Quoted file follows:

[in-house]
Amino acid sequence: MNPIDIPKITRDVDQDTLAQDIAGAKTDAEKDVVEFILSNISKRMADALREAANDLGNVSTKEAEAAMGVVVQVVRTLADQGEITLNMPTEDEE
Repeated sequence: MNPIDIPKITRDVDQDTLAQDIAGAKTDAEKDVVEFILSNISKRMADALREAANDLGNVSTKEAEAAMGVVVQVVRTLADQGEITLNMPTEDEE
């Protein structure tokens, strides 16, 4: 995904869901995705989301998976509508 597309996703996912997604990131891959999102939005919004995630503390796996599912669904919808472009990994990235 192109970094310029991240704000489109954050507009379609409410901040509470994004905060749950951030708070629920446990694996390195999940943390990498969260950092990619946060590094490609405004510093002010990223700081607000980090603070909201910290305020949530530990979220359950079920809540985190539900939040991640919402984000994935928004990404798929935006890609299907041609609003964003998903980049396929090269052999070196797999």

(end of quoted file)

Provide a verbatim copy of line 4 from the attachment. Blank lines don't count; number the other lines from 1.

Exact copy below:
């Protein structure tokens, strides 16, 4: 995904869901995705989301998976509508 597309996703996912997604990131891959999102939005919004995630503390796996599912669904919808472009990994990235 192109970094310029991240704000489109954050507009379609409410901040509470994004905060749950951030708070629920446990694996390195999940943390990498969260950092990619946060590094490609405004510093002010990223700081607000980090603070909201910290305020949530530990979220359950079920809540985190539900939040991640919402984000994935928004990404798929935006890609299907041609609003964003998903980049396929090269052999070196797999």